Tag: 全国龙凤信息论坛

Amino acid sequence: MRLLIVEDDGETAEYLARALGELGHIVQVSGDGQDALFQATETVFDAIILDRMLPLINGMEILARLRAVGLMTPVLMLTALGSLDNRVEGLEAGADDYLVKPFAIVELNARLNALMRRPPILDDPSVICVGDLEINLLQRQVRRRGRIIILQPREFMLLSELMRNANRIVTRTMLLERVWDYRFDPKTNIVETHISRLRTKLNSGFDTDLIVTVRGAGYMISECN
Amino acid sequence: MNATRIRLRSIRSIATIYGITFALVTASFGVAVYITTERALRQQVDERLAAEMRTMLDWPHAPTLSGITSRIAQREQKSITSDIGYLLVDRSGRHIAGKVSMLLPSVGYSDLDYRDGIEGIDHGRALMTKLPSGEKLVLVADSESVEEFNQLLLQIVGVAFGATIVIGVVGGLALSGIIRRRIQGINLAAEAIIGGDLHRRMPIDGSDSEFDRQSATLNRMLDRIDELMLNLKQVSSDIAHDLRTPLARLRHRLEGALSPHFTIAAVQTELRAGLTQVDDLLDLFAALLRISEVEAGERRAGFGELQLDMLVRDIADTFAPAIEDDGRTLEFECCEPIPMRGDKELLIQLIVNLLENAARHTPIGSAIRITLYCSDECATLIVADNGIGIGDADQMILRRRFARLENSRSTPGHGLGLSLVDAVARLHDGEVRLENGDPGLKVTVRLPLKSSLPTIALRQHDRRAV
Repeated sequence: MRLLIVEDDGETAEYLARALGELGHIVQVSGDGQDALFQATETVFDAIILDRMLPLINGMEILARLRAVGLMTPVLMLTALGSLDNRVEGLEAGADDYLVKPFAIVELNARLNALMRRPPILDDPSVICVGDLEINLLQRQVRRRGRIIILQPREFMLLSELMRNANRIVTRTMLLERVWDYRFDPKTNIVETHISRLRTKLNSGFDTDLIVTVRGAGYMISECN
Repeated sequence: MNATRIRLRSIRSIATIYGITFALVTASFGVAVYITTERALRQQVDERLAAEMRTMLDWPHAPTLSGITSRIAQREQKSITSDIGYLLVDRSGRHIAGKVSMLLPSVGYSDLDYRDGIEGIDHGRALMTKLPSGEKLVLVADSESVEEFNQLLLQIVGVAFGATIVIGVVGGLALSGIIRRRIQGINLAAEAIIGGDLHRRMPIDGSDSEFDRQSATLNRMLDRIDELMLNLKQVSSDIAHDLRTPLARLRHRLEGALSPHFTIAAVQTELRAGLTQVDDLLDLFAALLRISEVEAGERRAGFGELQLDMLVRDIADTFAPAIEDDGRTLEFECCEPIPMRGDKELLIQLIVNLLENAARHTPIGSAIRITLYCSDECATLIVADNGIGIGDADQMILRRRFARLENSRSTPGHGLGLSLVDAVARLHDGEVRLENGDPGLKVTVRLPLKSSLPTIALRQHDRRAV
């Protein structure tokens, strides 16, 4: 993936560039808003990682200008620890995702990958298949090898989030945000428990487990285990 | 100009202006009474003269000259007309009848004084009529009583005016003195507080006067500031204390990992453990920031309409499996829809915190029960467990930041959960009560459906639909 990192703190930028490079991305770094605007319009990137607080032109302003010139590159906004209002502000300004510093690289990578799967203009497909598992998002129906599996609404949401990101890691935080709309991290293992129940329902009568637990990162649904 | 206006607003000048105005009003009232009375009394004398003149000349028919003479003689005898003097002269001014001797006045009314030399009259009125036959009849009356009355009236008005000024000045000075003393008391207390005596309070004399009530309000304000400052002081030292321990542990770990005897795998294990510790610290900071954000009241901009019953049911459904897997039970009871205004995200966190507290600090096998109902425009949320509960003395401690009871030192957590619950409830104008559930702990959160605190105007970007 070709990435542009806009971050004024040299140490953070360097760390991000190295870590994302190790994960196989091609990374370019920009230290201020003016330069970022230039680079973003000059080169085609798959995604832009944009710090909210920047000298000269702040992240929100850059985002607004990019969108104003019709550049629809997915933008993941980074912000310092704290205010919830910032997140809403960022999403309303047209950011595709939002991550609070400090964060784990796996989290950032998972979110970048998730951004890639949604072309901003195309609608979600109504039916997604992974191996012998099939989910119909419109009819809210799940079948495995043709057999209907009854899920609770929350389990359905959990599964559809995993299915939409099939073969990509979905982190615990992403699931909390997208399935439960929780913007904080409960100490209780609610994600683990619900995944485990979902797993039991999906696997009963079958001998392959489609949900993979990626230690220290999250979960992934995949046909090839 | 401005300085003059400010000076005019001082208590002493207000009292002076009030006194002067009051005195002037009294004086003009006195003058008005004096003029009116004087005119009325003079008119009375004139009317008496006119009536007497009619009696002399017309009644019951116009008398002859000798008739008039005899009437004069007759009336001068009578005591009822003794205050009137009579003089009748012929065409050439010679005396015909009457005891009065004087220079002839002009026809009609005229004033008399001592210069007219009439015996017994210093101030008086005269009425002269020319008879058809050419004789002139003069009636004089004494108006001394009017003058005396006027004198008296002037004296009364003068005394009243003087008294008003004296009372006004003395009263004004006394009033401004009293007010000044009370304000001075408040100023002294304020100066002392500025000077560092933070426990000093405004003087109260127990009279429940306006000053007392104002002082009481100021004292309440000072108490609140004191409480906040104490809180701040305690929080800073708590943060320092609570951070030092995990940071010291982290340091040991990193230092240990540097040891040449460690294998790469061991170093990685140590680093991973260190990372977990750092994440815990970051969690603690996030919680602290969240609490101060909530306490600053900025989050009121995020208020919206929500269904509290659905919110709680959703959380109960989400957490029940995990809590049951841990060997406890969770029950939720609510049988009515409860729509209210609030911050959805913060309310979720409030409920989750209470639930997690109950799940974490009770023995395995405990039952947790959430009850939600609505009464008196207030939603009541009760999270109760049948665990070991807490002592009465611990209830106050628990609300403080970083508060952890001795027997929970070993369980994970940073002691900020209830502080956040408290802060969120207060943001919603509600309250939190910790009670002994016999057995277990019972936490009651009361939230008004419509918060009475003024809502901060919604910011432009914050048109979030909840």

first_img(A trailer, debris and a smouldering fire was all that was left at the former site of the Sarnia blockade Thursday. APTN Photo) By Kenneth JacksonAPTN National NewsSarnia – When members of the Aamjiwnaang First Nation in Sarnia agreed to shut down their blockade of a CN Rail line Wednesday at midnight that was believed to be the end of it.But it’s not over.Saturday they will attempt to block traffic on the Blue Water Bridge that also serves as the US/Canada border access.And then they’re going to get strategic explains spokesman Ron Plain, who has been the face of the blockade almost from the beginning and as result is facing possible punishment from the Superior Court of Justice.“Now that the blockade is down there will be a Phase 2 and that will include roving blockades,” he said at his home in Sarnia Thursday.They intend to shut down access to selected factories here for up to days at a time in the area known as Chemical Valley.“In my vision of what can happen I’ll look at the research of a company, for example Imperial Oil. I will look globally at what Imperial Oil’s record is with Indigenous peoples, as well as their record of dealing with us here in Aamjiwnanng,” said Plain, as part of wide-ranging interview with APTN National News that will look at the intimate details of the nearly two-week blockade to be aired next week.He said he will use that research to determine how to proceed, but a site hasn’t been picked yet.“From that we will base a campaign against Imperial Oil saying this is what we want as we block you,” he said. “It may be a 12-hour blockade, a 24-hour blockade, 36-hour blockade.”That will be determined by an organizing committee that plans to meet soon and is expected to keep the city updated. Mayor Mike Bradley said he was aware of further action but was happy the blockade came to a peaceful conclusion, which was echoed by Sarnia police Chief Phil Nelson.The selected factory will also be notified in advance of any action said Plain.Plain said the blockade of a CN spur line was ended in a negotiated settlement with Sarnia police after an Ontario judge ordered it shut down Wednesday.Plain called it the first victory of the Idle No More movement.He said the blockade, which began Dec. 21, 2012, had proven its point and didn’t need to continue. Plain said they were already negotiating to have the blockade end on Saturday.The blockade was originally launched in support of hunger-striking Attawapiskat Chief Theresa Spence’s demand for a treaty meeting between Prime Minister Stephen Harper, Gov. Gen. David Johnston and First Nations leaders.Plain was found in contempt Wednesday of a court injunction ordering an end to the blockade. He was ordered by the court not to go near the site of the blockade unless it involved negotiating its end.Plain is scheduled to be in court Friday to learn what happens as a result of the comptempt of court order.“I have to go back to court tomorrow and find out whether anthing is going to come to me for being the spokesman for the campaign,” he said.The ending to the Aamjiwnaang blockade leaves only the Mi’kmaq from Listuguj First Nation still holding a rail blockade. The Mi’kmaq there have been blocking the railway at Pointe-a-la-Croix in Quebec since Dec. 28, 2012.More rail and highway blockades, however, are expected in the coming days and weeks.First Nations chiefs are planning to hold a national day of action on Jan. 16 which could see the beginning of indefinite blockades across the country.kjackson@aptn.ca@afixedaddresslast_img read more